Sharing content can boost a brand’s profile – but what does it say about you?
The New York Times Customer Insights and Advertising Groups have released the results of research conducted into the motivations for people sharing online. The extensive study surveyed 2500 medium/heavy online sharers to discover what prompted them to share content with their networks.
The study was a three-phase approach and looked not only at the motivations for sharing, but also at the different personas of people who share online. There were several significant – if not surprising – findings, all of which are especially valuable for brands looking to get their content shared.
Five motivations for sharing online were identified, including:
• ‘To bring valuable and entertaining content to others’;
• ‘To define ourselves to others’;
• ‘To grow and nourish our relationships’;
• ‘To get the word out about our causes or brands’.
It is interesting to see that most of the motivators were driven not only by relationships, but also by the value they added to the person doing the sharing.
The study also found that an overwhelming 73% of people surveyed said that they felt they processed information more thoroughly when they shared it. Additionally, 85% said that they understood issues more fully when they read other people’s responses to them through blog posts and comments.
The study found that people who share online can generally be divided into six categories. It outlined the characteristics of these personas and their reasons for sharing:
• Altruists – These goodie-goodies are more likely to share in order to benefit others, are often thoughtful, reliable and connected. They’re the people you’ll have a conversation with about wanting to know more about Feng Shui, and then a week later will share a link to seven different ‘Intro to Feng Shui’ classes.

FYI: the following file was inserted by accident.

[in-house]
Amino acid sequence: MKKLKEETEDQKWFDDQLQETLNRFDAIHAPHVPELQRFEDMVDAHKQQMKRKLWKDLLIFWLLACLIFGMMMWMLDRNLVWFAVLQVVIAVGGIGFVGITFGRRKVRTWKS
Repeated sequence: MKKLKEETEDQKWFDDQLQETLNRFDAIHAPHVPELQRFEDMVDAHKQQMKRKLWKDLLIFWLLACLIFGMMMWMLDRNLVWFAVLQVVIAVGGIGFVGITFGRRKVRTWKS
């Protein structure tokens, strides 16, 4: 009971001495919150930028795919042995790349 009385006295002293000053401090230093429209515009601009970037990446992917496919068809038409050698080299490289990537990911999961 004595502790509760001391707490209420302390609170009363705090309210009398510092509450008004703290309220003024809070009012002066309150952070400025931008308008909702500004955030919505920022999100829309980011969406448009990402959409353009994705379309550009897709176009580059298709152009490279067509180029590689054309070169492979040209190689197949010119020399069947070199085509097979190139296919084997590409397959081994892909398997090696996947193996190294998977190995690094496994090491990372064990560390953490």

• Careerists – The work-minded careerist is more likely to share things that relate to their industry or add value to their business offering. They’re often intelligent networkers who share things like webinars, relevant articles or industry meet-ups.
• Hipsters – The Buddy Holly glasses-wearing, fixed-gear bike-riding members of the sharing community are likely to be young, creative and motivated by self-expression and identity. The hipster usually shares obscure, trendy links. These are the people in your network who direct you towards that cult ’70s film or the fashion label that uses only Peruvian Yak hair in its designs.
• Boomerang – Likely to share in order to evoke a reaction, in order to stimulate engagement from their network and promote discussion. Whether it’s posting a provocative article or controversial video, the boomerang thrives on reactions.
• Connectors – These social butterflies share to promote further connections, whether it’s a movie they want to see, a bar they’d been talking about with a friend or a new restaurant they want to try out. Sharing online facilitates real-world connections for the connector.
• Selectors — These picky individuals only share if they stumble upon something truly worth it. They tend to share with individuals instead of their networks, and share only information they deem relevant to that individual.
Between the various personas and their sharing motivators, there are several valuable insights for brands. In essence, content worth sharing needs to add value in some way –whether it’s informative, provocative, topical or just too damn funny not to share.
Brands need to think not only about their target markets, but also about how those target markets want to appear, and consequently create content that will aid in their self-expression.
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